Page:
Article originally published on Fox 9 Minneapolis-St. Paul
By: Maury Glover
POSTED:SEP 13 2016 08:50PM CDT
UPDATED:SEP 13 2016 10:01PM CDT
CHANHASSEN, Minn. (KMSP) – As a member of the Lake Minnewashta Preservation Association, homeowners like Steve Gunther help keep the water clear of weeds. But now, they’re hoping to evict some of the lake’s newest residents, zebra mussels.
“We’ll see if it works,” Gunther said.” It’s a new process, one of only several in the state. I hope it eradicates the mussels already found in the lake,” Gunther said.
After a dozen zebra mussels were found near the boat launch last month, the Minnehaha Creek Watershed District and Carver County teamed with the preservation association to begin treating the water with a copper product.
The bay, known as “Little Minnie,” is the largest zebra mussel treatment area in the state so far – three times the area treated on Christmas Lake two years ago.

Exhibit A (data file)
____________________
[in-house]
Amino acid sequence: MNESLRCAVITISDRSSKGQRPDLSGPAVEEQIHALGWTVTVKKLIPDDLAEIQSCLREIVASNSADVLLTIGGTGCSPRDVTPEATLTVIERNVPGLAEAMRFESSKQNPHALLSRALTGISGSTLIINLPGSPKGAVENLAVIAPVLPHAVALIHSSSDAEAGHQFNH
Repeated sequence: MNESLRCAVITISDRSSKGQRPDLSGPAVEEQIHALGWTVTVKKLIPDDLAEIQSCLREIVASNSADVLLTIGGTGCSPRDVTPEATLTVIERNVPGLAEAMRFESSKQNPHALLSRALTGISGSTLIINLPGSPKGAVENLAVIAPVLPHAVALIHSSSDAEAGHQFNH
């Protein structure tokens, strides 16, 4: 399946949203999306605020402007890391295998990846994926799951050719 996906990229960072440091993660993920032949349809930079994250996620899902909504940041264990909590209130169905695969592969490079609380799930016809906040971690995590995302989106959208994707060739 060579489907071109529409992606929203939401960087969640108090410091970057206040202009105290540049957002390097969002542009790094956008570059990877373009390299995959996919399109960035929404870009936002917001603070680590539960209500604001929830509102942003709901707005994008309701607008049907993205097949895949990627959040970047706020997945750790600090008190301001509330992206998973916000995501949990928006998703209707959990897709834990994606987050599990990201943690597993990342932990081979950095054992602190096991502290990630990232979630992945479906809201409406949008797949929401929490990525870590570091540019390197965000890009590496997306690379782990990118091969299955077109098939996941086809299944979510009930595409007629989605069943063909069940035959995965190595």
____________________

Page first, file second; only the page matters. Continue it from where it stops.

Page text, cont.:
“Of all the zebra mussel projects, this is the largest one,” MCWD Aquatic Invasive Species Program Manager Eric Fieldseth said. “We treated 10 acres on Christmas Lake – a lot of treatments less than an acre. This is 29 acres – a lot deeper, 29 feet, a lot of volume, so it’s kind of a mini-lake.”
Even though the copper product is the same as the one used to treat Christmas Lake, which was ultimately unsuccessful, the MCWD says it learned its lesson about how to eradicate unwanted visitors without harming native mussels and fish.
“You have to treat a much larger area than just where you find them because we know the highest density area they are scattered around there,” Fieldseth said. “The idea is to treat a reasonable area as much as you can at a rate you can reduce non target impacts.”
But, Gunther hopes the treatments keep the invasive species at bay, at least for now.
“It was only a matter of time before it happened,” Gunther said. “I just wish it would have taken longer before they were found here.”
The treatments will take between eight to 12 days and cost about $40,000. All three groups – the Lake Minnewashta Preservation Association, the Minnehaha Creek Watershed District and Carver County – are picking up the tab.